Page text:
It took me awhile to realize it, but having a good product with a healthy profit margin that sells well is the basis of 70% to 80% of online success. A great sales strategy, excellent customer service, and a good looking website are worthless if you have a lousy product or something with a low profit margin.
Learning what to sell and what not to sell is actually the secret of retail success. The only reliable way to learn this skill is to actually start selling because there is no substitute for experience.
However, there are some benchmarks that can help you tell the profitable products from the duds.
Before we jump into the meat of this section, I'd like to tell you about one of the most powerful research tools for sellers - the SaleHoo Market Research Lab that comes free with your SaleHoo membership.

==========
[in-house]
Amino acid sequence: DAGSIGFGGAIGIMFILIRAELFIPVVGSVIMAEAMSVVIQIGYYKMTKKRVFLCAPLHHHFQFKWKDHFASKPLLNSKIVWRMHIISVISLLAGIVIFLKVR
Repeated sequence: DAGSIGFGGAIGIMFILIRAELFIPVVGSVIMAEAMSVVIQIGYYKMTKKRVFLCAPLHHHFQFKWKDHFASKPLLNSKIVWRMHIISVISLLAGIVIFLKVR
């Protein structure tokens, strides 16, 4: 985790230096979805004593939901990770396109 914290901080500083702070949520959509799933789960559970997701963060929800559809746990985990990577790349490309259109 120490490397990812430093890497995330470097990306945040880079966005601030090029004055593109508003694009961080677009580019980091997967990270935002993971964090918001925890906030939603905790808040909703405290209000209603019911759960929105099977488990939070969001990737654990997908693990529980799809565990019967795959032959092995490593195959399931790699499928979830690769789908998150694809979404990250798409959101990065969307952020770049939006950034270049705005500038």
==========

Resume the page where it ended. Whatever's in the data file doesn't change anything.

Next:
The beauty of this tool is two-fold:
First, with a few clicks you can retrieve so much useful information, such as:
But that's not all. You can also use the Market Research Lab as a risk management tool. In other words - you can find out what doesn't sell.
For example, in the following list you can see that 'cigars' and 'shoes' don't fare so well compared with the other products:
The Market Research Lab should be in your toolbox as a seller.
Here are some of the characteristics of products that you can actually make money by selling. These factors should serve as benchmarks for anything you decide to add to your inventory.
Healthy Profit Margins In the world of retail, profit margin is everything. The profit margin is the amount of money you end up with at the end of the transaction after you've paid the expenses: PayPal fees, website, credit card, advertising, shipping, drop-shipping, etc.